“…scenes that seemed never to have been written before.”
Hammett is said to have lacked heart; yet the story he himself thought the most of is the record of man’s devotion to a friend. He was spare, frugal, hard-boiled, but he did over and over again what only the best writers can ever do. He wrote scenes that seemed never to have been written before.
The Simple Art of Murder, Raymond Chandler
Chandler believed that the American language, as he termed it, was capable of saying anything, and that the task of the writer was to find the story that could combine the power of the language with the important themes of our life and loves. The traditional form of the mystery, he contended, gave the most unsophisticated reader access to these themes. The result was populist, and popular, in the best sense of the word.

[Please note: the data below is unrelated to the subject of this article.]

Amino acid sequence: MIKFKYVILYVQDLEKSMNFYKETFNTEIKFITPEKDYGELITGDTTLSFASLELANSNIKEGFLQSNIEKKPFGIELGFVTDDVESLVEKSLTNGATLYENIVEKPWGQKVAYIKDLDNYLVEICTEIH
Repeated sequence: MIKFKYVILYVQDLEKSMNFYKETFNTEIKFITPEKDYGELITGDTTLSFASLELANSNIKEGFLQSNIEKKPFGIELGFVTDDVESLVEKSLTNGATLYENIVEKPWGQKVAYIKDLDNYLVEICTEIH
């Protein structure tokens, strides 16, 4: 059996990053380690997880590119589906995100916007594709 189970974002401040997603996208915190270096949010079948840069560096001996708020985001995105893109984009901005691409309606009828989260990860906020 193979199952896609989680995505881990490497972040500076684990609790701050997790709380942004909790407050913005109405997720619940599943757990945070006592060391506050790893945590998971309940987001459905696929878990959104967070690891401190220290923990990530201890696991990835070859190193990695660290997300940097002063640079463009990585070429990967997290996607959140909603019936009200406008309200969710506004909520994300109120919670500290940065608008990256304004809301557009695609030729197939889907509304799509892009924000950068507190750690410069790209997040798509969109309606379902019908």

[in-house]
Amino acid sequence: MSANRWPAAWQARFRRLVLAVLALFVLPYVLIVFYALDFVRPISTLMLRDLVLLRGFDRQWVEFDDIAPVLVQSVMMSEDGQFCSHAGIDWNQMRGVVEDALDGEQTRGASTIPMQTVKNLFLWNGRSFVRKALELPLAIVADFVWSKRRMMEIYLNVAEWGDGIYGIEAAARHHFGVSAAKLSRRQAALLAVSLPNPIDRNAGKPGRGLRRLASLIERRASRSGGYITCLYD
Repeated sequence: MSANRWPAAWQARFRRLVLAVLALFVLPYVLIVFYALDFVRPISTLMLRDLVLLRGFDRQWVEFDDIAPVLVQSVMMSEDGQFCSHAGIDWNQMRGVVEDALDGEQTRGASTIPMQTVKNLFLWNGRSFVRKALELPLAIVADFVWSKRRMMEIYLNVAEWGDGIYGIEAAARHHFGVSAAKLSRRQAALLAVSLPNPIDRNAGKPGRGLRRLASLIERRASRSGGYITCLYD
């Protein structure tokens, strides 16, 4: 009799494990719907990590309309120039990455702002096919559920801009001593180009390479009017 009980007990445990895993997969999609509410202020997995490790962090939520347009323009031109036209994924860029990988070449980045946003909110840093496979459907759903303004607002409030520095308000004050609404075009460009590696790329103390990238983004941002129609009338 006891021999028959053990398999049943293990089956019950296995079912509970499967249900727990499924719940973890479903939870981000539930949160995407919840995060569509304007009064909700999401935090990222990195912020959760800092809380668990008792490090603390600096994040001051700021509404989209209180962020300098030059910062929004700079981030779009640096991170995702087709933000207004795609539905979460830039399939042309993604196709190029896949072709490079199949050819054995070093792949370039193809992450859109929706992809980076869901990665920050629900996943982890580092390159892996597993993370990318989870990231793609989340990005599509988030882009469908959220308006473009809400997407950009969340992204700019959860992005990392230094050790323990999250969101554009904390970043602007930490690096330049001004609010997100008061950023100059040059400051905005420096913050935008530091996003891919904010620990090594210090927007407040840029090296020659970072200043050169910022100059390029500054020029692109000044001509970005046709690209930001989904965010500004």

Hammett was the first writer to validate the marriage of the form and the language, Chandler said. It was high praise for a man who was chased by demons, came late to writing, was always fighting money problems and found his health failing as he came to the height of his powers.